Directed by: Aaron Sorkin
Premise: Based on true events. Following the riots outside of the 1968 Democratic National Convention in Chicago, seven activists are charged in federal court with conspiring to incite violence.
What Works: The Trial of the Chicago 7 has a terrific cast. Especially notable are Eddie Redmayne as Tom Hayden, leader of the Students for a Democratic Society, as well as Jeremy Strong as Jerry Rubin and Sacha Baron Cohen as Abbie Hoffman, founders of the Youth International Party. Strong and Cohen are very funny but there is an intelligence behind the humor. The movie contains a lot of characters but each of them is distinct and the rift between the SDS and the Yippies dramatizes different ideas about protesting. Also notable is Frank Langella as Judge Julius Hoffman. Langella is both comic and monstrous as a judge of uncertain mental health who presided over the trial with great prejudice. The Trial of the Chicago 7 was written and directed by Aaron Sorkin and he restrains some of his obnoxious tendencies. Sorkin aspires to the optimism and humanism of Frank Capra but this frequently clashes with Sorkin’s smug and snarky tone. That smugness is mostly reined in here.
What Doesn’t: Sorkin’s sentimental tendencies do get the better of him in the ending. Sorkin loves climactic speeches and The Trial of the Chicago 7 concludes with one of the defendants making a final statement underscored by rousing music. This moment is supposed to be uplifting but the scene comes across artificial and out of step with the rest of the picture. That artificiality dogs the movie. The Trial of the Chicago 7 is highly fictionalized. Creative license is a necessary part of dramatizing history but Sorkin has added and embellished elements for inexplicable reasons. Jerry Rubin is honey potted by an undercover FBI agent (Caitlin Fitzgerald). During the riots, male rightwing activists assault a female anti-war protester. During the trial, Black Panther co-founder Fred Hampton (Kelvin Harrison Jr.) gives Bobby Seale (Yahya Abdul-Mateen II) legal advice, pacifist Dave Dellinger (John Carroll Lynch) strikes a bailiff, and the federal prosecutor (Joseph Gordon-Levitt) questions the merits of the case. None of this happened. Dramatic license ought to streamline and clarify the messiness of history. The choices in The Trial of the Chicago 7 distort it. The film also simplifies these events. An innocent viewer might come away from The Trial of the Chicago 7 thinking that the anti-war demonstrators at the 1968 convention were utterly peaceful and then beaten up by violent policemen. The truth of what happened is more complicated but Sorkin simplifies everything into a binary conflict that robs the 1968 riot of any nuance. The film’s struggle with artificiality is also evident in its production design. This is a period piece but it doesn’t look of its era. The digital cinematography gives the imagery a contemporary gloss and the outfits and sets appear artificial. The actors look like people dressed up for a 1960s costume party instead of characters in their authentic clothes.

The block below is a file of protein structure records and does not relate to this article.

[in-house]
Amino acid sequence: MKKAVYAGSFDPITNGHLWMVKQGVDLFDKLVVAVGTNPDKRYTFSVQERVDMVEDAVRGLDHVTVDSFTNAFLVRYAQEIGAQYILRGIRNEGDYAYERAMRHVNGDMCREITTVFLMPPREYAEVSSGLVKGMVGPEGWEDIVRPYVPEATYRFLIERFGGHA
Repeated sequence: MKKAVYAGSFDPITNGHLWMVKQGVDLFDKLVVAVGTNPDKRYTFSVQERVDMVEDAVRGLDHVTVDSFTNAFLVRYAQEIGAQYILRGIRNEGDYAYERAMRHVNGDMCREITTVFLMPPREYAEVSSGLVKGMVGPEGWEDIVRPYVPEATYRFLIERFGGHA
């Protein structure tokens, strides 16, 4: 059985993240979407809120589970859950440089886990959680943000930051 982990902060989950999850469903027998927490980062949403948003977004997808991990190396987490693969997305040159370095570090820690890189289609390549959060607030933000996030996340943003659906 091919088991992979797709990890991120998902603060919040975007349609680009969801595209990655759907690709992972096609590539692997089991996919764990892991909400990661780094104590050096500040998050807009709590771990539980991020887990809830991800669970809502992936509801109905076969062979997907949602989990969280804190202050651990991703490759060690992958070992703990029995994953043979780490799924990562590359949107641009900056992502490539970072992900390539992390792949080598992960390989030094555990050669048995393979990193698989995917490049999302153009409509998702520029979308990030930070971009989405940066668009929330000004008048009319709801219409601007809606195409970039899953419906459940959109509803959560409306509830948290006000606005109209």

DVD extras: Currently available on Netflix.
Bottom Line: The Trial of the Chicago 7 is well intentioned and has a few good performances but the movie makes a lot of dubious storytelling choices and it flattens and simplifies complex historical events.
Episode: #827 (November 15, 2020)